Lucid Dreams

When Marcelo Suaznabar dreams, he sails to his own version of “The Island of Dr. Moreau,” the H.G. Wells novel about a rogue experimenter and his hybrid animals.

The most elaborate painting in the artist’s “Lucid Dreams,” at the IDB Staff Association Art Gallery, includes a fish-headed woman with a body that’s either furry or feathery. She shares a wheeled tub with an egg-like, long-tongued head, while a curled-up cat lounges nearby. In addition to Wells, Suaznabar’s vignettes recall Henri Rousseau, Salvador Dali and Dr. Seuss.

Born in Bolivia and living in Toronto, the artist combines a comic-book sensibility with classical oil-painting skills. His eccentric beasts have bulbous bodies, generally covered with polka dots or other regular pattern; the ungainly beings are supported by vestigial limbs or tentacles, and often teeter on some antique conveyance. Yet the creatures are rendered so deftly that they seem almost plausible.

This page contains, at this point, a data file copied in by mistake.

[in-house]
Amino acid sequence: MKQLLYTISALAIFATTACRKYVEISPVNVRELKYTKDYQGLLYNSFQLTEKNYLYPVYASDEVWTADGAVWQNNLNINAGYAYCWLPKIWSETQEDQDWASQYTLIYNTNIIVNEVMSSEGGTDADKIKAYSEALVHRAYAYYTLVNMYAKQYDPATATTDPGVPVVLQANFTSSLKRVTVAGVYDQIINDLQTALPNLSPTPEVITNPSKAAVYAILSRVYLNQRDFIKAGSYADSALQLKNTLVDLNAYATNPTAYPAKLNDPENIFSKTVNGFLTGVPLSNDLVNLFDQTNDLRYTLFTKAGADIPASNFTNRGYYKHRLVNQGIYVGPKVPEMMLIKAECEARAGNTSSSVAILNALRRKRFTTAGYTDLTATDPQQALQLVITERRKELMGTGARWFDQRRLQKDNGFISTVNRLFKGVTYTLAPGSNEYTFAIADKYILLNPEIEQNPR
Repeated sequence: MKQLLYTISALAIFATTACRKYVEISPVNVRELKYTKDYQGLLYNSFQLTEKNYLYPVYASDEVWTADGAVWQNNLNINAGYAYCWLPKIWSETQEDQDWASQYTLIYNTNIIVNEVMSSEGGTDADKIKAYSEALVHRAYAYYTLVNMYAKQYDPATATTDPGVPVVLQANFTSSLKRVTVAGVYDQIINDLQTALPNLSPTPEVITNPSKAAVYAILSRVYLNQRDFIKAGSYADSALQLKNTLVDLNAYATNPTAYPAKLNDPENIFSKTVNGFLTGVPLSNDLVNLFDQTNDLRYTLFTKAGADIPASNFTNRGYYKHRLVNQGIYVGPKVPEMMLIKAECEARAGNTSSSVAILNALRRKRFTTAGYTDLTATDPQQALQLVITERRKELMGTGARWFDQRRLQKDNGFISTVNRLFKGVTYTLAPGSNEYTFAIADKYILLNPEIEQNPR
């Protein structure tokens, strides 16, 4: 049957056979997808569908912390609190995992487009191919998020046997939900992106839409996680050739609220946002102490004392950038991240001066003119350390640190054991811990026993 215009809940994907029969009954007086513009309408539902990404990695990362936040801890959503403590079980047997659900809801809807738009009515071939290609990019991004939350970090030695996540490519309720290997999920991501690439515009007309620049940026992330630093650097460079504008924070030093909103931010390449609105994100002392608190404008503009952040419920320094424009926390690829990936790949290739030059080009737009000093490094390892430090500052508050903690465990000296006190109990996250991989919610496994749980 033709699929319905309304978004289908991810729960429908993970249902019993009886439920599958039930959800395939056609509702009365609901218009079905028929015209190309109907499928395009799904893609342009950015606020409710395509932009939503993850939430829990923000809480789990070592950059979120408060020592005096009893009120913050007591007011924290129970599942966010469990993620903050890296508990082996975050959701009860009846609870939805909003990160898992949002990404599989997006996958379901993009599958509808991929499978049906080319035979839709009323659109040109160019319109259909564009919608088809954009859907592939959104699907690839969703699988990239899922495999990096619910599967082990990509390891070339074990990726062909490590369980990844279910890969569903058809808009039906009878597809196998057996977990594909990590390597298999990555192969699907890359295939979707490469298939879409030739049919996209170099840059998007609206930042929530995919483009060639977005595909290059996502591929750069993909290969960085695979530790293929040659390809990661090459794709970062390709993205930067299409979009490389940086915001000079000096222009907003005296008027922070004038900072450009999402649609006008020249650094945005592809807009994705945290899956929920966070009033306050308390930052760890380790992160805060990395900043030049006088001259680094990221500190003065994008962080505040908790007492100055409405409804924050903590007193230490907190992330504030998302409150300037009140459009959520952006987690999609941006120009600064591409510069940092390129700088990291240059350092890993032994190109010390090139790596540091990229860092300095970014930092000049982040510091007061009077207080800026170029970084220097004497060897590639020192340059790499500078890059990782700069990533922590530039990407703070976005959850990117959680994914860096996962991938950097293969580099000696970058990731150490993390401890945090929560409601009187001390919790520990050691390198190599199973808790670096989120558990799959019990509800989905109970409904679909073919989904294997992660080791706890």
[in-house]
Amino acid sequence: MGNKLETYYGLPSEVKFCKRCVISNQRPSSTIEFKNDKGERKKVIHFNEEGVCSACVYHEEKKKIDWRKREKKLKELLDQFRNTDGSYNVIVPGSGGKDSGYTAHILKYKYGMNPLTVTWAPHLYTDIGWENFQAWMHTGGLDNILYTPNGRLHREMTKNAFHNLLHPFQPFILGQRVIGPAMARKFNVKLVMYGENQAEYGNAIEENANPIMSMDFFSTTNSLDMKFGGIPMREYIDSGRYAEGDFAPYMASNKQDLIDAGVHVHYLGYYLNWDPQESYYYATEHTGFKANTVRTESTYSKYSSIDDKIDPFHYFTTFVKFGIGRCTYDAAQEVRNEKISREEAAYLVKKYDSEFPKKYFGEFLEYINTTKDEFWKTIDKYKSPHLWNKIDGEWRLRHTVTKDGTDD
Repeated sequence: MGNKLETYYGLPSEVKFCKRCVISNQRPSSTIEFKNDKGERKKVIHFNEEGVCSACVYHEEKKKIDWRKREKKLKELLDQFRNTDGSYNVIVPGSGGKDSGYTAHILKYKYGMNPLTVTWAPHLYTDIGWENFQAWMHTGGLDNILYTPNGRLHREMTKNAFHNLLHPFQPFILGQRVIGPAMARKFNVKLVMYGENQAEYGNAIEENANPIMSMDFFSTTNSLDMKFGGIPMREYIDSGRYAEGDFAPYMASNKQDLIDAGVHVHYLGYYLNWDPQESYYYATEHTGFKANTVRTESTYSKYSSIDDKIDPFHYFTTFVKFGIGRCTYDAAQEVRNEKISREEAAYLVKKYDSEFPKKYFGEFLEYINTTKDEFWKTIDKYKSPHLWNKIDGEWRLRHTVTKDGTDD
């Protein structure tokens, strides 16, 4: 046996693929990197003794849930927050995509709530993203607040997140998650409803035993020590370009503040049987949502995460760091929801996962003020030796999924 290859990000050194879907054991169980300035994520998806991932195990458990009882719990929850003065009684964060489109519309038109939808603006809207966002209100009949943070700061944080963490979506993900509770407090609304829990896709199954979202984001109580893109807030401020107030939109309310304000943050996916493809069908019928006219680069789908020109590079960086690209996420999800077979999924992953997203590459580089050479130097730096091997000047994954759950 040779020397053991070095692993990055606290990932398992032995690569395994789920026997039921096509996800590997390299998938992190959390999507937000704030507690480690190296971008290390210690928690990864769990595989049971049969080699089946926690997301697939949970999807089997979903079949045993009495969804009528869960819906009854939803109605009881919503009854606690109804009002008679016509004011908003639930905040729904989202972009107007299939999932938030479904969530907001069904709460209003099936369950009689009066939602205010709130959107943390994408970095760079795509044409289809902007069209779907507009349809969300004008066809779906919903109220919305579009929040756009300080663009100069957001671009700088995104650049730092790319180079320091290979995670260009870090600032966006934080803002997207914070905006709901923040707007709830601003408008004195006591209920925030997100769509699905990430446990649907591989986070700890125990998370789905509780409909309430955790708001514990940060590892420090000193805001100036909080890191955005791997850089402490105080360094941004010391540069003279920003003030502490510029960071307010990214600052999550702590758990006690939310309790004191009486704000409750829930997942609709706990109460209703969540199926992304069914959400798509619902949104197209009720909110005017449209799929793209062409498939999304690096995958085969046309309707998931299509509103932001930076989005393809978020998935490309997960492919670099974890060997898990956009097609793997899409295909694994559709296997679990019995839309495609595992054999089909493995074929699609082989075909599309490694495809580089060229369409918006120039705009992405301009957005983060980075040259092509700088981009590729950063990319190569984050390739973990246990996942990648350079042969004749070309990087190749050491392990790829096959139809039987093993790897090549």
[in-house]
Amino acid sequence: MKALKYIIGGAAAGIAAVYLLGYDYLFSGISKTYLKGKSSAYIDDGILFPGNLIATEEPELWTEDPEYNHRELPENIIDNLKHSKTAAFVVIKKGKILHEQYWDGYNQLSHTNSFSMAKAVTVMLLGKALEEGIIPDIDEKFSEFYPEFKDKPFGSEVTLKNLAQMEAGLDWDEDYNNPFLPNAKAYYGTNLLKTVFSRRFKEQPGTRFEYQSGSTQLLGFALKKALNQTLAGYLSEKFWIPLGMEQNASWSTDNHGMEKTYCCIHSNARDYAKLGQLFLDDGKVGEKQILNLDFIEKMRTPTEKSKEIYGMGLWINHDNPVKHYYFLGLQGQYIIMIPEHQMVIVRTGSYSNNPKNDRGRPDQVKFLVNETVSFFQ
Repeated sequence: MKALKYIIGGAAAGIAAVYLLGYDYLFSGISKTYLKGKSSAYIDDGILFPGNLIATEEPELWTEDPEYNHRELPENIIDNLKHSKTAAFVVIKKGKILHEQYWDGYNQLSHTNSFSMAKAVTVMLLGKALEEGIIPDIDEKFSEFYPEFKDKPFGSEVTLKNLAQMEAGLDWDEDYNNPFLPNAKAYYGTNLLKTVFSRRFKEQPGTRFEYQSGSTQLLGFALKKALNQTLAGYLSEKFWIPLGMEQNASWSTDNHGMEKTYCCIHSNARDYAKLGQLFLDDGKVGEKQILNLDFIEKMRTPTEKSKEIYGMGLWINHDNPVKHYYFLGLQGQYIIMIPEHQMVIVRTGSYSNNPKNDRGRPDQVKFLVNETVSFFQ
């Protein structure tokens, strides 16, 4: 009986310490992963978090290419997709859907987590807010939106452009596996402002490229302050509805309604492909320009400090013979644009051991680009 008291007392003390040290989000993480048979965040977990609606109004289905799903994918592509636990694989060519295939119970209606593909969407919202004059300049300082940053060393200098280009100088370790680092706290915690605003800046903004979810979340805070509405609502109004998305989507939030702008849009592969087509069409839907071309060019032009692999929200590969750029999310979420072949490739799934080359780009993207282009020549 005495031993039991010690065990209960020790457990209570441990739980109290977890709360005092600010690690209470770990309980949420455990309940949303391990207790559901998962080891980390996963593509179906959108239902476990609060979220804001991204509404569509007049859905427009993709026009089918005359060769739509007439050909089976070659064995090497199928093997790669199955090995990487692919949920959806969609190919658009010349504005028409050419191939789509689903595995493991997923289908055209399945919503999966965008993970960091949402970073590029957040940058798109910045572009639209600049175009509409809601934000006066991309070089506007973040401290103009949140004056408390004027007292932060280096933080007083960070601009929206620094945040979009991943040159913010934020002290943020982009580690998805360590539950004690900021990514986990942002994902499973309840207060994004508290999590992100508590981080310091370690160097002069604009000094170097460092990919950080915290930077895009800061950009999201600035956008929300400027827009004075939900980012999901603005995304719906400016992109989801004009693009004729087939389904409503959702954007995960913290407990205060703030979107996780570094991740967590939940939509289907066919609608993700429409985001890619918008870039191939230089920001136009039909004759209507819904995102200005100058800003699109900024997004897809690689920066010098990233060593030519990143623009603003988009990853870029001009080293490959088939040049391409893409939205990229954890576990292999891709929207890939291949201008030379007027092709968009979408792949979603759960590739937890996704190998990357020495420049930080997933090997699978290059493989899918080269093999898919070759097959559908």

When experiencing a lucid dream, a person both submits to and directs the reverie. Suaznabar’s control is demonstrated by his technique. His brushstrokes are delicate, nearly invisible and — on most of the smaller pictures — finished with a fine layer of gleaming resin. This hybrid-maker is less mad scientist than master surgeon.

Marcelo Suaznabar: Lucid Dreams Through Oct. 3 at IDB Staff Association Art Gallery, 1300 New York Ave. NW (entrance on 13th Street).


By Mark Jenkins 
The Washington Post